Vienna (Wolftrap) Sgt Pepper Review

Review by Rob Nargi (Switch to

I was looking forward to this show for some time, as I'm a big Beatles fan as well as a TR fan. There was good and bad in this show, and frankly I'm a little surprised at some of the negative reviews. When seeing the lineup, everyone should have known that this is a "check your brain at the door" type concert and should have gone in with tempered expectations.

I actually give great credit to TR for pulling such an eclectic and varied band together.

Wolftrap is national park and center for the performing arts. It's one of the premier venues on the east coast and offers exceptional seating, even on the lawn, and outstanding acoustics. It's a laid back place, where people bring and enjoy picnics on the grounds surrounding the park before the shows and then on the lawn during them.

Unfortunately, tonight the sound was not very good. I don't know the particulars concerning Todd's sound crew, but it actually sounded as though they either didn't have any time whatsoever for a sound check, they had an incredible amount of technical issues, or it was a house sound crew that had no idea what was going on down there on stage. The mix was horrible at the beginning, and really didn't get right until the middle of the show. Even during the Sgt. Peppers portion, there were distinct gaffs in the mix where suddenly you'd get a blast of guitar out of nowhere or vocals that would come and go intermittently. During Christopher Cross's solo spot, his guitar was lost. Even his solo on Ride Like the Wind was inaudible. Same with Jesse's solo's on Bo Bice's songs as well as those from Lou Gramm. Later, as the mix evened out and the sound crew figured out which knobs controlled which mikes, etc, it was acceptable.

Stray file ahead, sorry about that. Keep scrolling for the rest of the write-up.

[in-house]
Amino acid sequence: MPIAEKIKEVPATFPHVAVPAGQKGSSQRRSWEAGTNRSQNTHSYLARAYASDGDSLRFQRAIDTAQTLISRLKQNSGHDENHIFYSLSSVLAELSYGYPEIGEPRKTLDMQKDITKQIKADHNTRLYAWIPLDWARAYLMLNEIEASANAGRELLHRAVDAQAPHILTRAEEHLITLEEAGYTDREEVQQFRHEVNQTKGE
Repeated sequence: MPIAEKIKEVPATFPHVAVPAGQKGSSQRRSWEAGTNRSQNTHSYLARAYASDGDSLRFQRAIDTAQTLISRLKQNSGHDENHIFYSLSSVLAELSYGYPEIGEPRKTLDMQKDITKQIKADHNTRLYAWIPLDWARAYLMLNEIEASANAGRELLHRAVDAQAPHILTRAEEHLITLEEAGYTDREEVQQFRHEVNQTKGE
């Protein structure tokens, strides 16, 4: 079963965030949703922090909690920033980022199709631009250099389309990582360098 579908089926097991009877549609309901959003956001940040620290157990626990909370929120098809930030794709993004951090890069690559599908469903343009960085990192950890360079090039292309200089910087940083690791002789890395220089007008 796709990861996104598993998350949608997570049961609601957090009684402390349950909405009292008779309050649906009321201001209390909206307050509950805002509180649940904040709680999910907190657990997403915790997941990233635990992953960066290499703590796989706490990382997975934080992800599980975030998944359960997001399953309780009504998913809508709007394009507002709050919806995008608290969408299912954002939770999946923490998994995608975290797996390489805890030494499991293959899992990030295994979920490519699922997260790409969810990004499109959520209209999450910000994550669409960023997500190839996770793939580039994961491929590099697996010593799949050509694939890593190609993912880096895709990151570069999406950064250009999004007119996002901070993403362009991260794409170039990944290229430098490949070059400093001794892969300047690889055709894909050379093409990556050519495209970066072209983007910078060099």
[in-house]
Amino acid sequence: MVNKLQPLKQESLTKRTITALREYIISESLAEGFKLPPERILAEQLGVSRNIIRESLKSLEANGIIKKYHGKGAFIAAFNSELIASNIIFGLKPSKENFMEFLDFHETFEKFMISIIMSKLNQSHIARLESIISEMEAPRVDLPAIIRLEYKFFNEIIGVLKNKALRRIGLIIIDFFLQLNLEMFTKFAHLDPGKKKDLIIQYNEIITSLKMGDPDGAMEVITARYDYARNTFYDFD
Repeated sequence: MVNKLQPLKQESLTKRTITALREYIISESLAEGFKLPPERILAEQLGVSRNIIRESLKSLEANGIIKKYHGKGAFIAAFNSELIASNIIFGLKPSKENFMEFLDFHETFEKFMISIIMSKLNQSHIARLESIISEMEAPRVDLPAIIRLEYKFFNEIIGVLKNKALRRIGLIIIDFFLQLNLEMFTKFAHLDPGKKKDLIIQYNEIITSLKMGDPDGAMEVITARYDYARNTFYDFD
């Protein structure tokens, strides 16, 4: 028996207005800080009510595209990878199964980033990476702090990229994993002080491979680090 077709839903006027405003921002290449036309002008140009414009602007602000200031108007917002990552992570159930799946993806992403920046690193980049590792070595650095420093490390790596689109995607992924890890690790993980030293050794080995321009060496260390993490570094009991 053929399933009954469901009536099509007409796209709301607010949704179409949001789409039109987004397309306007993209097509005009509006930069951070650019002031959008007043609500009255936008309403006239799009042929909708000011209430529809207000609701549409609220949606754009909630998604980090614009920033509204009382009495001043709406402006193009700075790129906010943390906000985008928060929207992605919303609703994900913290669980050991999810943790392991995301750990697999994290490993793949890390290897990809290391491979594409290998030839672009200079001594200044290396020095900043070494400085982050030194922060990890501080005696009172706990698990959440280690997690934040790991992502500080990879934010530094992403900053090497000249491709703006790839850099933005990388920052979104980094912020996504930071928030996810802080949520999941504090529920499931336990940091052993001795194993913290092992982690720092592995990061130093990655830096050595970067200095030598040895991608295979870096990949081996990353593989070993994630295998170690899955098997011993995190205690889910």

The Show:

The opening of the concert with the entire band performing 'Revolution' is a masterstroke. It gets the crowd involved early, and showcases what we're about to see as the night unfolds as they take turns trading vocal duties and guitar solos. They did a good job on this, but as I mentioned above, the mix was rough and the sound guys were not on the same page with the performers as the lead was usually down in the mix for the first few seconds of their time as vocalist.